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What is the full form of RADAR?

Full form of RADAR: Here, we are going to learn about the RADAR, full form of RADAR, overview, working of RADAR, usages of RADAR, advantages, disadvantages, etc.
Submitted by Anushree Goswami, on November 29, 2019

RADAR: Radio Detection And Ranging

RADAR is an abbreviation of Radio Detection And Ranging. It is an electronic device which detects objects by using ultra-high frequency or microwave segment of the radio frequency spectrum to control the location of the spot or range of an object. It can also be used to discover or spot the speed and regulation of an operational object.

Throughout the Second World War, it was covertly designed and created by many countries. In 1940, the term RADAR was specified by the United States Navy.

RADAR full form

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Working of RADAR

RADAR operates by sending an electromagnetic pulse, transferred through the surrounding. On the track of pulse, objects which are known as targets will disperse almost all the energy but few will be diverted back to the RADAR. If the targets then dispersed signals merge to create a powerful signal as dispersed radiation will go to the receiver. The worth of range, position, direction, and altitude is measured by these dispersed signals.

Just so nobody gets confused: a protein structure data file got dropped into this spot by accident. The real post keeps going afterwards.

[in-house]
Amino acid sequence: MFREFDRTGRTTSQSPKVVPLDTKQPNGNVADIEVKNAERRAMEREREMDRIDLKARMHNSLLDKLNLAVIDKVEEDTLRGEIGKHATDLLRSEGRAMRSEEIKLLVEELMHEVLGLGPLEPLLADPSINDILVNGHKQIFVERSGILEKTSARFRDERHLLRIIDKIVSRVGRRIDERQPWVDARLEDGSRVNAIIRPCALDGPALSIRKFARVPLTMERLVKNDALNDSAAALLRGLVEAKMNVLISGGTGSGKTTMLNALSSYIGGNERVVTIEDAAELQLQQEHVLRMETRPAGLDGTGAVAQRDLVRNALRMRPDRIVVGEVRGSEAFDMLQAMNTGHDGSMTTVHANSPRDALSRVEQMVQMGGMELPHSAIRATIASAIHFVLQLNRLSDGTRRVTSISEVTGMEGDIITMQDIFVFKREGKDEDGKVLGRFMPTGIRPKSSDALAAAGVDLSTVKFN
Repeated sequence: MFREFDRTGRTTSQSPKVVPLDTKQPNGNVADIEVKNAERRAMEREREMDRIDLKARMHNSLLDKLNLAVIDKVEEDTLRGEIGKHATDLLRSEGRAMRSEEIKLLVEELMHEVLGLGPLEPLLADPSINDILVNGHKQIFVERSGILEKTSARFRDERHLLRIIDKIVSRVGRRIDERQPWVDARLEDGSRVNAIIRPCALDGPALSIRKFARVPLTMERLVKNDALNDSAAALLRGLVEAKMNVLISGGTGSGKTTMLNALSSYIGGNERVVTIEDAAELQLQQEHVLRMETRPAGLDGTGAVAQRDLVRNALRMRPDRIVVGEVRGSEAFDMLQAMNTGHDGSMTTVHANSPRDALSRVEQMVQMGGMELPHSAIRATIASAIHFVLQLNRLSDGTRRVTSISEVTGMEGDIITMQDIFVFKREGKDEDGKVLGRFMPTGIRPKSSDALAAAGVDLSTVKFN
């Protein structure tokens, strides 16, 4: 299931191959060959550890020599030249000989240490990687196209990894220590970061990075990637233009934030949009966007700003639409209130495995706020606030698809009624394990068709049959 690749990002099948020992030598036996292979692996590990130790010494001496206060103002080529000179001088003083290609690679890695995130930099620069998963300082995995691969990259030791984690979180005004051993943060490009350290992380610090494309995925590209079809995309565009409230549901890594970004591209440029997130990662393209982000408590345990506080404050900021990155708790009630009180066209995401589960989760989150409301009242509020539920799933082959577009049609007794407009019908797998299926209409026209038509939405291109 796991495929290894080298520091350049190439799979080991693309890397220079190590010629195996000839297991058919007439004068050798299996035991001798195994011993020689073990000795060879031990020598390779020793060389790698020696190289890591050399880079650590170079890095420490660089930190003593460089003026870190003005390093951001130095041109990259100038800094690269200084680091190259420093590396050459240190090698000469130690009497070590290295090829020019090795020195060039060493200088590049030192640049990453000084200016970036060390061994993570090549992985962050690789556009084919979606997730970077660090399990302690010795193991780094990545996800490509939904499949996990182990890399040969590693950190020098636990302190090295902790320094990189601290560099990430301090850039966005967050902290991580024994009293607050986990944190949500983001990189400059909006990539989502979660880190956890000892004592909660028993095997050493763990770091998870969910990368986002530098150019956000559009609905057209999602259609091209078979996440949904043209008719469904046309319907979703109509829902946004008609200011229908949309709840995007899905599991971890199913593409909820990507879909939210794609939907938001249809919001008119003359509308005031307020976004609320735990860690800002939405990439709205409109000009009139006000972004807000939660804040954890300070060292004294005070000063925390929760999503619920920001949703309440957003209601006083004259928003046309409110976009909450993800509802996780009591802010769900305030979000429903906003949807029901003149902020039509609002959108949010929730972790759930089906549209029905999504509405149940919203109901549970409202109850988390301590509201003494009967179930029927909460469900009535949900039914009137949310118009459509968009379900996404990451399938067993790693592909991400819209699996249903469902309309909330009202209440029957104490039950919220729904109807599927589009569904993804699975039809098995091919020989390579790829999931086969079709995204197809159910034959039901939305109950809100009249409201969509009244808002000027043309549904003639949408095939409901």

Usage of RADAR

  • Radar is used to decide the target position in the military.
  • Radar is used to notify and alert aircraft about barriers in their path in aviation.
  • Radar is used as a marine radar to prevent the collision from other ship.
  • Radar is used to determine the weather by meteorologists and in the weather forecast.
  • Radar is used by Geologists to determine the composition of the earth's crust.
  • Radar is used by the cops to determine vehicle speed.


  • Radar can pierce through mediums such as clouds, fog, mist, and snow.
  • Radar signals can go through insulators.
  • Radar can provide the precise location of an object.
  • Radar can determine the velocity of a target.
  • Radar can help in calculating the distance of an object.
  • Radar can appraise the difference between stationery and moving targets.
  • Radar signals do not need a medium of transportation.
  • Radar signals can target various objects at the same time.


  • Radar takes a greater amount of time to set a lock on an object.
  • Radar has quite a wider beam range over 50ft diameter.
  • Radar has a limited range of 200ft.
  • Radar cannot trace an object if it is decelerating at more than 1mph/s.
  • Radar can be intervened by numerous objects and mediums in the air.
  • Radar cannot discern or find a solution to numerous targets.


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